For North American travelers, Malawi is not quite yet on the tourism radar. But should it be? While Kenya, Tanzania, and South Africa dominate safari headlines, Malawi is one of Africa’s emerging destinations. Here’s what you need to know about the country:
What to Know about its History
5 Lodges to Help Find Your Malawi
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Malawi became a British colony in 1891 after David Livingstone and other missionaries raised interest in the area in the 1850s/60s. It remained under Britain’s rule until it gained its independence in 1964. One of the activists who helped Malawi reach independence, Dr. Hastings Kamuzu Banda, took over supreme rule of the country and was the head of a one-party state for three decades.
In 1993, the country voted to switch to a multi-party democracy and Banda was defeated in the country’s first democratic election. Today, Dr. Banda is remembered fondly within Malawi (despite some international scorn about his human rights record, he is also known for dramatically improving quality of life in Malawi during his reign). There is a large memorial attached to his burial place in Lilongwe, which has become a very important historical site for Malawi.
What Kind of Traveler Would Like Malawi
Malawi is an emerging—or at the very least on the verge of an emerging—destination. This year, it continued its country-wide effort to restore ecosystems and rehabilitate wildlife populations by reintroducing lions to Liwonge National Park (six years after they were successfully reintroduced to Majete Wildlife Reserve).
Because of the on-going restoration, Malawi sits in an interesting position—wild and raw enough for the most adventurous of travelers, yet far enough along to appease those looking for a traditional safari experience. It also has the benefit of Lake Malawi, which runs 360 miles north to south and offers a range of diverse experiences and ecosystems, including island-based safari lodges (see below).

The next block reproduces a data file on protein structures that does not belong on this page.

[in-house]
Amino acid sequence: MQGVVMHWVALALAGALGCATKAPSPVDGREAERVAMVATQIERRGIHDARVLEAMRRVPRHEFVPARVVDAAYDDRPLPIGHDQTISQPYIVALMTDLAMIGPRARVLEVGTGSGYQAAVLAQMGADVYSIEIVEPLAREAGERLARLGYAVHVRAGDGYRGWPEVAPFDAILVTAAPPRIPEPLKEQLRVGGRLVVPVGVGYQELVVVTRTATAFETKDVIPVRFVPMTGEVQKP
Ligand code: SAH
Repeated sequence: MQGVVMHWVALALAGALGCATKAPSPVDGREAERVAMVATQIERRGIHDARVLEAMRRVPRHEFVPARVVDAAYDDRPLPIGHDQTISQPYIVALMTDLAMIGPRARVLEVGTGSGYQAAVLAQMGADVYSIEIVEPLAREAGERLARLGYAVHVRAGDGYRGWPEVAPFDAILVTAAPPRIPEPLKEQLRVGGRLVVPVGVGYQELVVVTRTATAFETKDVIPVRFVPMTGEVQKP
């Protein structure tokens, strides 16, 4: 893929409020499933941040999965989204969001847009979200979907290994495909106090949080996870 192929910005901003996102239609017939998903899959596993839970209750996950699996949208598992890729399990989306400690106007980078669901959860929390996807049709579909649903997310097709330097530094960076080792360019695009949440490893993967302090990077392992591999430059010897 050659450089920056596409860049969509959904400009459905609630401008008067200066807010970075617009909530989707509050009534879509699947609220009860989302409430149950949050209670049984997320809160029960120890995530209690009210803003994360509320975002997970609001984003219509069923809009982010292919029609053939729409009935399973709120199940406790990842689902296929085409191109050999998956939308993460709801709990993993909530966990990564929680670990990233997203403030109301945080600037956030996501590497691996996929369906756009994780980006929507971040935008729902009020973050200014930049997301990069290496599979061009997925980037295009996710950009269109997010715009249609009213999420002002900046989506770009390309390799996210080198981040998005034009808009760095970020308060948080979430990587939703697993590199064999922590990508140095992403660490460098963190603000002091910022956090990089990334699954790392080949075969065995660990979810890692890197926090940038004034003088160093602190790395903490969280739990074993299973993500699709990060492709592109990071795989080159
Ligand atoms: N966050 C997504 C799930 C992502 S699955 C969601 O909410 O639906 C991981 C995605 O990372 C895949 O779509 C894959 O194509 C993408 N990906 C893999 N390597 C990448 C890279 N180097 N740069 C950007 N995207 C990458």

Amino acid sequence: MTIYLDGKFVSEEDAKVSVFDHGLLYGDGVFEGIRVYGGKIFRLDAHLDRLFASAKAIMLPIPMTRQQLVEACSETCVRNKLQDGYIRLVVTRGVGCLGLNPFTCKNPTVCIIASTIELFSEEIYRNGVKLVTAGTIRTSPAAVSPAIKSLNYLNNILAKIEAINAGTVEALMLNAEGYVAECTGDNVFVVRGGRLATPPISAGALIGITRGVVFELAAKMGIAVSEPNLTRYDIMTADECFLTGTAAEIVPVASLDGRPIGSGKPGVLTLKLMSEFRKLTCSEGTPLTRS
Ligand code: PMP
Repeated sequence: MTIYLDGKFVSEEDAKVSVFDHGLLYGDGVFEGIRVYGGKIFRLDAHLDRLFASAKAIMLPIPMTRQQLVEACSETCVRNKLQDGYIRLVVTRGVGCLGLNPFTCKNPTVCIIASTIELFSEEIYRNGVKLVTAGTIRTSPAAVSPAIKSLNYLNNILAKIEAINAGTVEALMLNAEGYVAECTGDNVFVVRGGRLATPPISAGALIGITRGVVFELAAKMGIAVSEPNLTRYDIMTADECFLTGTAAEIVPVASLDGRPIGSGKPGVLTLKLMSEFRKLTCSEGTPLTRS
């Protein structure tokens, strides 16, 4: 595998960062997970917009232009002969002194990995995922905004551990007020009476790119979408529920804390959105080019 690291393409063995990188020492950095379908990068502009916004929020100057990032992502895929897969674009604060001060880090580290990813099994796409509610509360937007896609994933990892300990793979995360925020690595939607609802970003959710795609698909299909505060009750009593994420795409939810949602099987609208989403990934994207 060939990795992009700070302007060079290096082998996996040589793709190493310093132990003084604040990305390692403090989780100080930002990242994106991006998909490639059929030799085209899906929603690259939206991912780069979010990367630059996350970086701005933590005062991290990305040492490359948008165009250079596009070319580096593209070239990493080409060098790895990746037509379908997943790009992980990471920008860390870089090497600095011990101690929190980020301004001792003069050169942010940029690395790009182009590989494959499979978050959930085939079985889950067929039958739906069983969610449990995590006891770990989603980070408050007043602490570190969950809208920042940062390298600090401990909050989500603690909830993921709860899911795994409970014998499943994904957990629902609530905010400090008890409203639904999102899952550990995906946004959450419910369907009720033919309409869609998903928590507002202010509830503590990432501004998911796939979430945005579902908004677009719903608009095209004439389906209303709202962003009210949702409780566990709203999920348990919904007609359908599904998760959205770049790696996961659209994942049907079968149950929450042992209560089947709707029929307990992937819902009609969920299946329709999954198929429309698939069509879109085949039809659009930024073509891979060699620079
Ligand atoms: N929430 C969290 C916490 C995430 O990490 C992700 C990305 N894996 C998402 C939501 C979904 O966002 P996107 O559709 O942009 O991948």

What to Eat and Drink
When eating and drinking as a foreigner in Malawi, you will mostly keep to your dwelling. That is, most of the western-focused restaurants are found within the hotels and lodges where you stay (with some exceptions in Lilongwe and Blantyre). But that doesn’t mean you can’t eat fresh and local. Be sure to ask for and try out these Malawi staples:
Nsima—Pronounced “Sima,” it is a maize-based cornmeal that serves as the basis for the Malawi diet. Traditionally, nsima is eaten by hand, rolled into little balls and combined with meat or vegetables.
MGT—The proper way to order a gin and tonic with local Malawi gin is MGT—Malawi gin and tonic.
Info: Centered around the Shire River, Liwonge is a haven for hippos, home to more than two thousand of them. Other game attracted by the water includes elephants, baboons, zebra, rhinos, leopards, warthogs, impala, and lions—the latter of which was reintroduced to the Park in the spring of 2018. Mvuu Wilderness Lodge (Mvuu is the Malawi word for hippo) overlooks the Shire river and offers a range of accommodations, from luxury lodges to basic camping.
Info: Lake Malawi is the crown jewel of the country, running 360 miles from its northern to southern tip. Its waters are home to more than 600 species of cichlids, making it an attractive place to snorkel and scuba dive. Lakeside and island resorts, like the Blue Zebra Island Lodge, serve as a home base for exploration.
Info: The largest and oldest National Park in the country, the grassy hills of Nyika are located in the highlands about 6,000 feet above sea level, offering spectacular vistas and a unique landscape. It is best explored via horseback.
Info: Kasungu is the country’s second largest National Park and boasts a combination of woodlands, bush, grassland, lakes, marsh, and rivers. Buffalo, zebra, hippo, and elephant all call Kasungu home.
Where to Stay
Malawi has a diverse range of safari lodges and accommodations to help you move around the country with purpose, comfort, adventure, and style. For examples of safari, lakeside, and city properties, see our post on Malawi lodges.